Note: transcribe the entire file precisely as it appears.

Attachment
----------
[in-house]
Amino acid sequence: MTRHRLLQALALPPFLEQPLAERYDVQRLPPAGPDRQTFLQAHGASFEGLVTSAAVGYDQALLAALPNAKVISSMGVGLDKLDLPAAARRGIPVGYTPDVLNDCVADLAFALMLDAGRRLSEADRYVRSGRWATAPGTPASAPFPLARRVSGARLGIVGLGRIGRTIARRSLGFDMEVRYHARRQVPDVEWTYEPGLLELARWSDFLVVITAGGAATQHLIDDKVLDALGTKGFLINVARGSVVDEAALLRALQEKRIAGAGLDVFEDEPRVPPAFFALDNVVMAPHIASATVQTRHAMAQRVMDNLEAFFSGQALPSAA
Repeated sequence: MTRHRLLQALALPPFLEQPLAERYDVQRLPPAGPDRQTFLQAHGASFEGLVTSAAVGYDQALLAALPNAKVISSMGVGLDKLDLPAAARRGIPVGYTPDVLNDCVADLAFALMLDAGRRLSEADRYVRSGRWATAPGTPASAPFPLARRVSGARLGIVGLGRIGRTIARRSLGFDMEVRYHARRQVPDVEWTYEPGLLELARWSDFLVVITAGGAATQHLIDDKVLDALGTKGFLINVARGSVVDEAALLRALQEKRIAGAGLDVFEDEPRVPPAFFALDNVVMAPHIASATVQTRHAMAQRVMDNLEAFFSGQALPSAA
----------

[in-house]
Amino acid sequence: MTRHRLLQALALPPFLEQPLAERYDVQRLPPAGPDRQTFLQAHGASFEGLVTSAAVGYDQALLAALPNAKVISSMGVGLDKLDLPAAARRGIPVGYTPDVLNDCVADLAFALMLDAGRRLSEADRYVRSGRWATAPGTPASAPFPLARRVSGARLGIVGLGRIGRTIARRSLGFDMEVRYHARRQVPDVEWTYEPGLLELARWSDFLVVITAGGAATQHLIDDKVLDALGTKGFLINVARGSVVDEAALLRALQEKRIAGAGLDVFEDEPRVPPAFFALDNVVMAPHIASATVQTRHAMAQRVMDNLEAFFSGQALPSAA
Repeated sequence: MTRHRLLQALALPPFLEQPLAERYDVQRLPPAGPDRQTFLQAHGASFEGLVTSAAVGYDQALLAALPNAKVISSMGVGLDKLDLPAAARRGIPVGYTPDVLNDCVADLAFALMLDAGRRLSEADRYVRSGRWATAPGTPASAPFPLARRVSGARLGIVGLGRIGRTIARRSLGFDMEVRYHARRQVPDVEWTYEPGLLELARWSDFLVVITAGGAATQHLIDDKVLDALGTKGFLINVARGSVVDEAALLRALQEKRIAGAGLDVFEDEPRVPPAFFALDNVVMAPHIASATVQTRHAMAQRVMDNLEAFFSGQALPSAA